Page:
Billy McKinney just turned 21, yet he seems much older. He hasn’t even been a Cub for two years, but he has been a top-10 prospect in the system since the day he arrived. He was part of a blockbuster trade that pretty much tattooed his name on the minds of Cubs fans. Despite all that, or maybe because of it, he seems anonymous. McKinney hit .287 with a .396 OBP, one home run, and 11 RBI in May…and pretty much went unnoticed.
For the better part of two years, Billy McKinney has always been the one in the shadows, not in the spotlight. First there was Addison Russell in the A’s system, then last year at AA, Dan Vogelbach, Kyle Schwarber, and Willson Contreras taking the spotlight. McKinney hit a solid .285 with 3 HRs and 39 RBI in 77 games after being promoted from Myrtle Beach. The only thing anyone noticed was the lack of home runs and the shattering of his patella (kneecap) on August 13, 2015.
I was surprised to learn about McKinney’s attempt to come back this spring training. After all, six months is a pretty quick recovery for a normal human being. But sure enough, McKinney broke camp with Tennessee and slowly began his way back from the injury.
He was still thought of highly coming into this season, as evidenced by this blurb from FanGraphs:
At the plate, McKinney really shines. He makes a lot of contact and has a consistent, selective approach. His swing path gives him a lot of room for error on off speed pitches, and he creates enough lift to drive a ton of balls in the gaps. There is not much torque in his swing; instead, McKinney settles for squaring balls up and doing more work with his upper body in a smooth, athletic motion. His actions suggest some added strength or an attempt to create more lift might raise his power ceiling quickly, but I’ll settle for likely average power.
MLB Pipeline was just as ebullient:
McKinney has hit everywhere he has gone, the result of his quick left-handed swing, tremendous hand-eye coordination and mature approach. He also draws enough walks to record healthy on-base percentages, though some evaluators question how much over-the-fence power he’ll develop. He has bat speed and makes hard contact easily, so he should produce plenty of doubles with 15 or more homers per season.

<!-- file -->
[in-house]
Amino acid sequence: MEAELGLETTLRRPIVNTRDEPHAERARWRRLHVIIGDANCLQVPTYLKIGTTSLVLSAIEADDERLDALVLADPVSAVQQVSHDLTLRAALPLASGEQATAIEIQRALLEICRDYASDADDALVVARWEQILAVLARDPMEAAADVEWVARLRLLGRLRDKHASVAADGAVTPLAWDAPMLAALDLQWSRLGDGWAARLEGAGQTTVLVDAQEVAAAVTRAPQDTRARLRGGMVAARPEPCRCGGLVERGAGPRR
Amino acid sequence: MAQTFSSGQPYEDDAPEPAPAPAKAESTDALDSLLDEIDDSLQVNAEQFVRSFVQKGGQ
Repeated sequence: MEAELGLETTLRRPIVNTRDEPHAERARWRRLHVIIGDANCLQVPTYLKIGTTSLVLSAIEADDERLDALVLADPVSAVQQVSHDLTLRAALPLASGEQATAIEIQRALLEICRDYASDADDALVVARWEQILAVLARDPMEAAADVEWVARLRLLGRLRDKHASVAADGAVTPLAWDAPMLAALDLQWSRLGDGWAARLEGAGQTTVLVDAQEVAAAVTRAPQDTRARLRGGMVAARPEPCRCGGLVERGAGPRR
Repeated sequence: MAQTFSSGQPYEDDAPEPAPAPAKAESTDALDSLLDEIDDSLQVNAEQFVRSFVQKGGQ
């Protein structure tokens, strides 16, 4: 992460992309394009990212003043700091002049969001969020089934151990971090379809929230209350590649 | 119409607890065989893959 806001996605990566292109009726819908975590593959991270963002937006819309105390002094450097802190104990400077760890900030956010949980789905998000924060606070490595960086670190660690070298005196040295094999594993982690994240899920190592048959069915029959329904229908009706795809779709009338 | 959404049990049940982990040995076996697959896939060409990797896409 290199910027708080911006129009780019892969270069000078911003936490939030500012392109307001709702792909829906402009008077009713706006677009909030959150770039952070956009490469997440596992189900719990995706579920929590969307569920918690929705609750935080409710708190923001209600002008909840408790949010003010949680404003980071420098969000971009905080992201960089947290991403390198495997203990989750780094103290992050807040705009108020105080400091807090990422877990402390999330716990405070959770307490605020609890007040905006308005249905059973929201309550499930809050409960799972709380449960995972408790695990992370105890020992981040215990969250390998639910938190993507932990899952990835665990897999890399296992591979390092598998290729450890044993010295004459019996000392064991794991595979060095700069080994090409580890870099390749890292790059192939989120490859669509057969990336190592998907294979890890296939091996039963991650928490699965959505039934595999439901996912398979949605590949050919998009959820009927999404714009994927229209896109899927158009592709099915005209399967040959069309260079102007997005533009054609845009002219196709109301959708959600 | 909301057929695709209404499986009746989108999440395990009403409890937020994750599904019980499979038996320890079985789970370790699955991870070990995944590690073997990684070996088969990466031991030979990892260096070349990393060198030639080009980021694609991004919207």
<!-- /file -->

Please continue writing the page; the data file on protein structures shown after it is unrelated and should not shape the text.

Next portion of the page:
After spring training, McKinney began the long road back from an injury to his plant leg. Did I mention that it was his left patella? His performance in April was not promising. He saw a lot of action, but the bat was not up to par, which is pretty much what you’d expect. He hit .206 with 6 RBI, striking out 18 times and drawing only seven walks in 19 games. On the other hand, he was actually out there playing, all the while building up strength in his kneecap.
When May arrived, McKinney had a very nice month…and heard crickets rather than applause. Part of it might be that the Smokies only had an 11-17 record. More might be that teammates Mark Zagunis and Victor Caratini had very outstanding months. And yet more of it might be that McKinney only hit one home run.
Heading into June, McKinney is on a nice run. Over his last ten games he’s hitting .343 with a homer and 5 RBI, while striking out eight times and walking six in 35 at-bats. He will have nights where he has a multi-hit game and then have an oh-fer the next night. That’s not uncommon, but he still needs to build up to better consistency.
I don’t see anything wrong with where he has been this year, what he is doing now, and, hopefully, what he will do in June. The power will come in time as the summer goes on. It’s something to be patient about. Personally, I think his summer is going to be exciting as the leg gets stronger and stronger. All McKinney has ever done as a Cub is hit and I don’t think that is ever going to change.
I just wish he was doing it in the spotlight for all to notice.